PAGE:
Lithium-ion batteries equipped with silicon anodes offer a good balance of performance and weight. They provide higher electrochemical performance than anodes using graphite electrodes without the same limitations as lithium-metal electrodes. High energy density is another benefit. In silicon anodes, a single silicon atom can bind up to four lithium atoms, while a standard graphite anode requires six carbon atoms to hold one lithium atom.
StoreDot’s battery chemistry replaces the conventional lithium-ion graphite anode with active-material nanoparticles to speed up ion diffusion. The nano-sized silicon is synthesized with small-molecule organic components, yielding a highly potent active material capable of withstanding silicon’s volume expansion.
StoreDot’s semi-solid-state battery architecture maximizes rate capability with electrode-specific hybrid electrolytes, allowing a low-resistance flow of ions between electrodes. This hybrid-solid approach is part of the company’s near-term roadmap, but it plans to transition to a pure solid-to-solid interface cell in the next ten years.
StoreDot’s hybrid semi-solid-state battery architecture compared to a conventional solid-state design. Image used courtesy of StoreDot
StoreDot has partnered with several leading EV original equipment manufacturers (OEMs), such as VinFast, Ola Electric, Daimler, Polestar, and Volvo Cars, as well as electronics manufacturers like Samsung and TDK. Its pouch cell pilot line and samples are based on a form factor of 300x100 mm, flexible for different customer dimensions. If the OEM requires, StoreDot can scale up to prismatic cell production.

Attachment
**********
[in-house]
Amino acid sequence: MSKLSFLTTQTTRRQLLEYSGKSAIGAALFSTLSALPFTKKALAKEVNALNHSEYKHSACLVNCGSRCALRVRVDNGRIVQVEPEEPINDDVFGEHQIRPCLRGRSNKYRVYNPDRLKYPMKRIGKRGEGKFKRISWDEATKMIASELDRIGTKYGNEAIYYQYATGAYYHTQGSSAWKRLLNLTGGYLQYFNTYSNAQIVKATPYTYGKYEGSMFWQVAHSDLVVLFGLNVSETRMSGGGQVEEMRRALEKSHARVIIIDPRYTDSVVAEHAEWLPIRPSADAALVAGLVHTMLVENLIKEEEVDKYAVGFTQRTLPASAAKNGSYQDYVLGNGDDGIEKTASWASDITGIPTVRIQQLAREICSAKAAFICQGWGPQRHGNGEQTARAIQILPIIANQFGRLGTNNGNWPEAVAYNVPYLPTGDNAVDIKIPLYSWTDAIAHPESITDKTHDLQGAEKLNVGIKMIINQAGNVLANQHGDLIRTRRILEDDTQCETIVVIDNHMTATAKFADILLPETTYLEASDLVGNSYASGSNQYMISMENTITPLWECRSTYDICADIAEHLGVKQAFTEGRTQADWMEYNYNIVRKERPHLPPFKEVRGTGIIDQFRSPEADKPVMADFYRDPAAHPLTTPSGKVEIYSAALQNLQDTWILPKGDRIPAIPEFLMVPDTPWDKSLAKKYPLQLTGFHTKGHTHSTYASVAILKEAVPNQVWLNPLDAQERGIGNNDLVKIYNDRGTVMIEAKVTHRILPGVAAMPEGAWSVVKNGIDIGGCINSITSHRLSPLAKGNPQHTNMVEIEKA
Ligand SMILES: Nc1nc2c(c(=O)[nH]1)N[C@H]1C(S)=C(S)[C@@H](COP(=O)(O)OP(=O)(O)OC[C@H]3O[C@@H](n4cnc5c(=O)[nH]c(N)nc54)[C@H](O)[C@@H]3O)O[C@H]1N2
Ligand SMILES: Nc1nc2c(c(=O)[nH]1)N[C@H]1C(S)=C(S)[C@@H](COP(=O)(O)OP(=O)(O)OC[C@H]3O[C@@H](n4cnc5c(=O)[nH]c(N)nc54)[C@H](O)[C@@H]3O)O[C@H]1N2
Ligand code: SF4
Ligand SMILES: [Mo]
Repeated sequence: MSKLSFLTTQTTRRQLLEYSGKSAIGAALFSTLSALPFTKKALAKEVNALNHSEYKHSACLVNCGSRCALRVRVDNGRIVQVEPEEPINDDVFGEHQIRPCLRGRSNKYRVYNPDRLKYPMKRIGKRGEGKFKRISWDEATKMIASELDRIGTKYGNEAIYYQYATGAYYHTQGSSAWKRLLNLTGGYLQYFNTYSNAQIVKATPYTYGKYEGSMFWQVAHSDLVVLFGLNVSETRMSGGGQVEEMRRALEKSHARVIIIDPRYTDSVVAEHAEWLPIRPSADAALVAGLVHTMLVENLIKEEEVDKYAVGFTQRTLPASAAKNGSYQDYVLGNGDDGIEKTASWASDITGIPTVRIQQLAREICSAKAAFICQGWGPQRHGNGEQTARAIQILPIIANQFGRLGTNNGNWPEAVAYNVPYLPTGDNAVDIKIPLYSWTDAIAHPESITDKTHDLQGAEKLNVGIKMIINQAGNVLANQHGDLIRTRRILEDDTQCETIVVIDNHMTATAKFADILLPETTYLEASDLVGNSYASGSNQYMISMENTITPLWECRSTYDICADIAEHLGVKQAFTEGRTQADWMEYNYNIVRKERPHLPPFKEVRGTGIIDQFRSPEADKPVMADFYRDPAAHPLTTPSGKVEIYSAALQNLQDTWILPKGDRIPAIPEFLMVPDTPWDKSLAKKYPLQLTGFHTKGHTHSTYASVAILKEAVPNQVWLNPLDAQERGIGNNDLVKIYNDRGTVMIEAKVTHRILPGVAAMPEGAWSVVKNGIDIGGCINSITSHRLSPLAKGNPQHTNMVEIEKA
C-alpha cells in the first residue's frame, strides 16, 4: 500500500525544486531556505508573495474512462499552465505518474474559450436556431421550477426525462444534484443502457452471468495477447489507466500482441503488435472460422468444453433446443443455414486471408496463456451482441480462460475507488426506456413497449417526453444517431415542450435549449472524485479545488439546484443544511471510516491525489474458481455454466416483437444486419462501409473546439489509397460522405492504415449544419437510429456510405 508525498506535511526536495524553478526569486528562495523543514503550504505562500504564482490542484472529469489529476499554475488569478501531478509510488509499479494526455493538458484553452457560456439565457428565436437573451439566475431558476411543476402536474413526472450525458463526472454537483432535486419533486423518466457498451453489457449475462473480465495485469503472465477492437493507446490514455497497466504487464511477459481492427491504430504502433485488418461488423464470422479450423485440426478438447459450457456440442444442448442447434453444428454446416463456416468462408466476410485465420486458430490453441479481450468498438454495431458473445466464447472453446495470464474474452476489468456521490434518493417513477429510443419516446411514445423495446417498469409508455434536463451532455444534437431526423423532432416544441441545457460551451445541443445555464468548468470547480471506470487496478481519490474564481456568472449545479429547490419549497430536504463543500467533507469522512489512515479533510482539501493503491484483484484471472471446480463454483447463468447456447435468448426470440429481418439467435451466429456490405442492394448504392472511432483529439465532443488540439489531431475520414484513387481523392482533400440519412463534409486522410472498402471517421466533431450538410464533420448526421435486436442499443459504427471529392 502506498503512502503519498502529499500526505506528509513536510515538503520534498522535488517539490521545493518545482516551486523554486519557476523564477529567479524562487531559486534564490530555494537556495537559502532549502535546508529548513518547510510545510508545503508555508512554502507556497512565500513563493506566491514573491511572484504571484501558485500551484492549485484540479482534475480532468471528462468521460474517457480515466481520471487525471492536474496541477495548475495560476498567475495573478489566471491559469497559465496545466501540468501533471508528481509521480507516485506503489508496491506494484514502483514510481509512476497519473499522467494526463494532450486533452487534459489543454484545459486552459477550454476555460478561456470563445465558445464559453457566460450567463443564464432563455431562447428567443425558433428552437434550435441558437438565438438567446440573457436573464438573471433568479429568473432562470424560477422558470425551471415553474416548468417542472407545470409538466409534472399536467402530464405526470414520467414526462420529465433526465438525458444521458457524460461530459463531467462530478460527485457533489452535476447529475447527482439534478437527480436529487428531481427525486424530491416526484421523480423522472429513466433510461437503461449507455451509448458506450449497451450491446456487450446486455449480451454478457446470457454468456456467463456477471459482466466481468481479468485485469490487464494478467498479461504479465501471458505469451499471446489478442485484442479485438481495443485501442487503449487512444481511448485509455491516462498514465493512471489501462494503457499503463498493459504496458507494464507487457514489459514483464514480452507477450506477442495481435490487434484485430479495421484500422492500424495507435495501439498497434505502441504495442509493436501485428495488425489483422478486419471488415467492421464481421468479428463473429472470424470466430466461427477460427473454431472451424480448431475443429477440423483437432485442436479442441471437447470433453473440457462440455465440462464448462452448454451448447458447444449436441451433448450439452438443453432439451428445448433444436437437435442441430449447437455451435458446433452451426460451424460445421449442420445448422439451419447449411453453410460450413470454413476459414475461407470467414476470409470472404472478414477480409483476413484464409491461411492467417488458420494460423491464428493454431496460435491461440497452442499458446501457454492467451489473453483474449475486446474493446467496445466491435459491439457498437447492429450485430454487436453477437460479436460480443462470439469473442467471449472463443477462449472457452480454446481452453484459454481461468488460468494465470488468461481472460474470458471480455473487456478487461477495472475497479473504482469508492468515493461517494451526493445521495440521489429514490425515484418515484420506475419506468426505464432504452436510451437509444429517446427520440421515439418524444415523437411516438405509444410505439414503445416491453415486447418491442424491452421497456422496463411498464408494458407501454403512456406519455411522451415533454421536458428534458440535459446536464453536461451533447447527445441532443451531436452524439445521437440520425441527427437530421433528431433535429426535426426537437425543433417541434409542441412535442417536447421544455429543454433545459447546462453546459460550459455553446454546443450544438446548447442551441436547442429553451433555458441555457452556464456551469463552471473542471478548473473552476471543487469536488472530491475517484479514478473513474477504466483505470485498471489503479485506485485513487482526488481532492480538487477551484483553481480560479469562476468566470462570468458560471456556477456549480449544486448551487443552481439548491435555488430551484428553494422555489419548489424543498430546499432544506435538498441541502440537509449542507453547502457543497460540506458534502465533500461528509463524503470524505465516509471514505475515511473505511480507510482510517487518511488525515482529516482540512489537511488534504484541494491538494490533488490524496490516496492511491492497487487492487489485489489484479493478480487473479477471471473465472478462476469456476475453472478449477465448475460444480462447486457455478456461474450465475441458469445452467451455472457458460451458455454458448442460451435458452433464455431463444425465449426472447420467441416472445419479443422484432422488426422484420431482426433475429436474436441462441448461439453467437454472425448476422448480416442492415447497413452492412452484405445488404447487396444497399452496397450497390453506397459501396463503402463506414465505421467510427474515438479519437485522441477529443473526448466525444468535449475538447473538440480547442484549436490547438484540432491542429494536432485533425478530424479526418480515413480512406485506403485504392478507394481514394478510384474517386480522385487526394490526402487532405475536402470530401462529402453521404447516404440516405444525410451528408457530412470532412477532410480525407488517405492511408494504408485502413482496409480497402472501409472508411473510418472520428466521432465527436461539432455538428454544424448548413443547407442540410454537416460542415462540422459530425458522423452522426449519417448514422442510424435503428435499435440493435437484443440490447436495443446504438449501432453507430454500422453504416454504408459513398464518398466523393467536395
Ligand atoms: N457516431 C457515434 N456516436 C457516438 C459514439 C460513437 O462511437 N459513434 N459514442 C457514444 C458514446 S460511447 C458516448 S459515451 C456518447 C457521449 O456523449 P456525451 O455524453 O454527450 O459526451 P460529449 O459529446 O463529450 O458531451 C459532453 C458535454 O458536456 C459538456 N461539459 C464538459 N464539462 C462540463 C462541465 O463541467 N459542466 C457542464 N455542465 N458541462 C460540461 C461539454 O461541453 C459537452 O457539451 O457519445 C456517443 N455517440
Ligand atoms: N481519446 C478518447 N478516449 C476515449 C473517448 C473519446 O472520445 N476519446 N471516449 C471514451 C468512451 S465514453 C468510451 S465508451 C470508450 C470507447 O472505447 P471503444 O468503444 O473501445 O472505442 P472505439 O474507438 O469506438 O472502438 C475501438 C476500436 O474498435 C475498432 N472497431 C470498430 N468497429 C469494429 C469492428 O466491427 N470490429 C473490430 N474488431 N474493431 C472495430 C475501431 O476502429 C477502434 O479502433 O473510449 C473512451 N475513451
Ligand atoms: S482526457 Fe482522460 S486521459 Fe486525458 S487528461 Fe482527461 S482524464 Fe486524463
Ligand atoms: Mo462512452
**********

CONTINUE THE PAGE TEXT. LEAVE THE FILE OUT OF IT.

StoreDot expects to launch mass production for its 100in5 silicon-anode 300 Wh/kg cells next year. In 2026, it will scale to 340 Wh/kg cells, offering 100 miles of EV range in four minutes of charging. In 2028, it will transition to semi-solid 400 Wh/kg cells, enabling three-minute charging.
Earlier this year, over a dozen OEMs from the U.S., Asia, and Europe completed a six-month evaluation of StoreDot’s silicon-based A-samples. When replicating the results over 1,000 consecutive XFC cycles, the partners achieved an energy density of more than 300 Wh/kg at a charging rate surpassing 4C. Some OEMs are now moving to phase two of testing, which involves integrating StoreDot’s B-samples with their unique form factor requirements.
The samples will be rolled out on standard production lines with a manufacturing partner.
StoreDot’s production process. Image used courtesy of StoreDot (Page 2)
StoreDot operates existing lithium-ion manufacturing facilities for rapid production, avoiding an overhaul to accommodate its technology. Cell design, electrochemistry formulation, engineering, system integration, testing, and scaling up to sample production are all done in-house with a full-scale pilot line for faster scalability.
The company also boasts that its AI-enabled battery optimization speeds up research and development (R&D) turnaround. StoreDot’s engineers use a Kaplan-Meier AI algorithm and other advanced analysis tools to calculate the survivability of each cell and pinpoint strategies to improve battery life. Without automation, this R&D process typically takes months or even years as researchers collect data over the cell’s entire lifecycle.